I may have read it wrong…Matt and I are usually on the same page.
    I’ve just seen so many posts talking about how if these people just knew Christ they would be all better…and you and I both know that isn’t always the case.

    Greg Laurie did it in his crusade sermon too…I think it’s akin to bait and switch advertising…

  50. Michael says:


    As someone preparing for Anglican orders I find that whole mess to be horrible.

    I won’t engage in the controversy in my parish when the day comes…

  51. JoelG says:

    I oh so agree with you. From what I’ve read I don’t think Matt would disagree with you. You and Matt are usually on the same page when it comes to depression. Even if you’re not depressed it should be fairly self evident that Laurie’s view is wrong. I think it’s theology of glory vs. theology of the cross that’s at the heart of differing views of Christian life.

  52. Michael says:


    I love Matt…awesome person and writer.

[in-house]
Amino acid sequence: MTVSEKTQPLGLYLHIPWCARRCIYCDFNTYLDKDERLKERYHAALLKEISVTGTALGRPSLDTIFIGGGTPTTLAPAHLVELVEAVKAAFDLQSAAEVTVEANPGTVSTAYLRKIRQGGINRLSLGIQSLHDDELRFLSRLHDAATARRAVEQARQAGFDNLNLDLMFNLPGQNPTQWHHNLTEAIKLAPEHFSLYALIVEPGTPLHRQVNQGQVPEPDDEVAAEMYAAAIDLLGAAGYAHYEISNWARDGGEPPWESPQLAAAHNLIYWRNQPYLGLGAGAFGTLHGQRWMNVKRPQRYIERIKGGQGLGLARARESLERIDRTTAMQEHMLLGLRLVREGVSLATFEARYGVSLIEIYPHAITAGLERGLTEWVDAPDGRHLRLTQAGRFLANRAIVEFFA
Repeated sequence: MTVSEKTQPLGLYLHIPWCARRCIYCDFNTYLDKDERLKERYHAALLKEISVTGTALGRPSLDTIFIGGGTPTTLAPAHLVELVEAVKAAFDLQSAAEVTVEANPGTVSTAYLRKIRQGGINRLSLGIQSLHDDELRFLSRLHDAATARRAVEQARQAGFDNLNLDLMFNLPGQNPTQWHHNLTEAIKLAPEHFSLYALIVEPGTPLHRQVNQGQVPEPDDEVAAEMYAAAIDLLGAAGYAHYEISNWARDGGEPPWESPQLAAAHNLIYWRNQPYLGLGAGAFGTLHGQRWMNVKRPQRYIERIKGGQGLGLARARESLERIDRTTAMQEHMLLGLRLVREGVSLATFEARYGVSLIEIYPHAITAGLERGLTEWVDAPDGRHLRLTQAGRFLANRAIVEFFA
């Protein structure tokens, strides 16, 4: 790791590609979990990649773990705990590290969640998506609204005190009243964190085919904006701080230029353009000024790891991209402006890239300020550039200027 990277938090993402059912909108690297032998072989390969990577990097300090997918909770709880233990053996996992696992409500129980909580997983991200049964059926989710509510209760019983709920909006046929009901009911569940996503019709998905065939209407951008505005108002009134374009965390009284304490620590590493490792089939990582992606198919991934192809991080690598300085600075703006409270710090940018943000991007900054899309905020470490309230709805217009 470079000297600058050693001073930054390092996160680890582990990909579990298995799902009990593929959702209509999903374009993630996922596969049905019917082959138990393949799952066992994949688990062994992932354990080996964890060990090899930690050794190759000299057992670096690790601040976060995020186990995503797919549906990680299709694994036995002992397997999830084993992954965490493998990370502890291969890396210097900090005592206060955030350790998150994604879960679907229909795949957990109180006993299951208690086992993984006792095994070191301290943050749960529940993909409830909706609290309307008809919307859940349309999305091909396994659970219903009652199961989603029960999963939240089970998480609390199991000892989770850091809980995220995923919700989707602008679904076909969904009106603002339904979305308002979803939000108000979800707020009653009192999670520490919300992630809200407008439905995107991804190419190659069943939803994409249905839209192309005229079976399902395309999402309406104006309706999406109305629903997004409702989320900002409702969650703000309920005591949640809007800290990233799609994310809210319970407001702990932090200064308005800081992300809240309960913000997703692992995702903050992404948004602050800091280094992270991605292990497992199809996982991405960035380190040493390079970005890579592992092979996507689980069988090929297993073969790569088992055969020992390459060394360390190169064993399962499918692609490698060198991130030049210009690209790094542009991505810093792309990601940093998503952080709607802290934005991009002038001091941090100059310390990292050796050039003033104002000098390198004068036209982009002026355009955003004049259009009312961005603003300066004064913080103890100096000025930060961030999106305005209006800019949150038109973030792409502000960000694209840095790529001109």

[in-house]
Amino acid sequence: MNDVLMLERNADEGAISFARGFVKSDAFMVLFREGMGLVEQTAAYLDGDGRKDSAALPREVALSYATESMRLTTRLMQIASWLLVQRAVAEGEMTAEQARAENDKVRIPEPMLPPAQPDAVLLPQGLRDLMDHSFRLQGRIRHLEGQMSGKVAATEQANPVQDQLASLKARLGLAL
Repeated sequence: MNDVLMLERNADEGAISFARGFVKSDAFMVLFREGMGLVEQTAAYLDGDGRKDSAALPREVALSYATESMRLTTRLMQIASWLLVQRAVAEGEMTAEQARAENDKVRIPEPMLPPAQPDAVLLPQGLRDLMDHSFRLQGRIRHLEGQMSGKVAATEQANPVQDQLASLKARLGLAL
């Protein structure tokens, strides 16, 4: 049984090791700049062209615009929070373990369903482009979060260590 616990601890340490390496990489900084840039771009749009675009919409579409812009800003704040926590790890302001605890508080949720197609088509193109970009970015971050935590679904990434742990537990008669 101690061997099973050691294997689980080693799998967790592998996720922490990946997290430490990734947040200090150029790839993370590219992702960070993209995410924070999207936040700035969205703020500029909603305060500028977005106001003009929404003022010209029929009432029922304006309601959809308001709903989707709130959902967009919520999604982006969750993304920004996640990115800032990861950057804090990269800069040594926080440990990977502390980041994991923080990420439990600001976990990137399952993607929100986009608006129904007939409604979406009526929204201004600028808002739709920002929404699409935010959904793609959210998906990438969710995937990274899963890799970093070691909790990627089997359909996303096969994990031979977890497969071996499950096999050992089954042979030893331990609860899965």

Your theological observation is right on…

  53. Em says:

    #47 – one of the best things about the PhxP is that it seems to draw in sincere opinions and questioning rather than the folks just wanting to pop off or see if they can start a dust up just for the sake of proving what a smart “mouth” they own
    You allow a lot of latitude and anyone can get a respectful hearing – saint or sinner….
    But there is a cut-off point… ? ?

    FWIW – j2’s present bishop is a jerk… Dismissing her with a smirky face? God saw you do pastor. May you ask for and receive His mercy… PDQ

  54. Duane Arnold says:


    It reminds me of the old story of the father who takes his son to witness the consecration of a bishop. At each step the father explains what is happening to his son. “Why are they putting oil on his forehead?” and the father explains… “Why are they asking him questions?” and the father explains. Finally, the other bishops gather round to lay hands on the new bishop elect and the son asks, “What are they doing now, dad?” The father replies, without a smile, “This is the part where they remove his backbone…”

  55. JoelG says:

    J2 I’m sorry to hear your story. Very underhanded. The new Pastor doesn’t seem real “pastoral”.

  56. Muff Potter says:

    Michael @ #1:

    Great link.
    The man has courage (Gov. Pappy).
    I like that.
    And I respect that.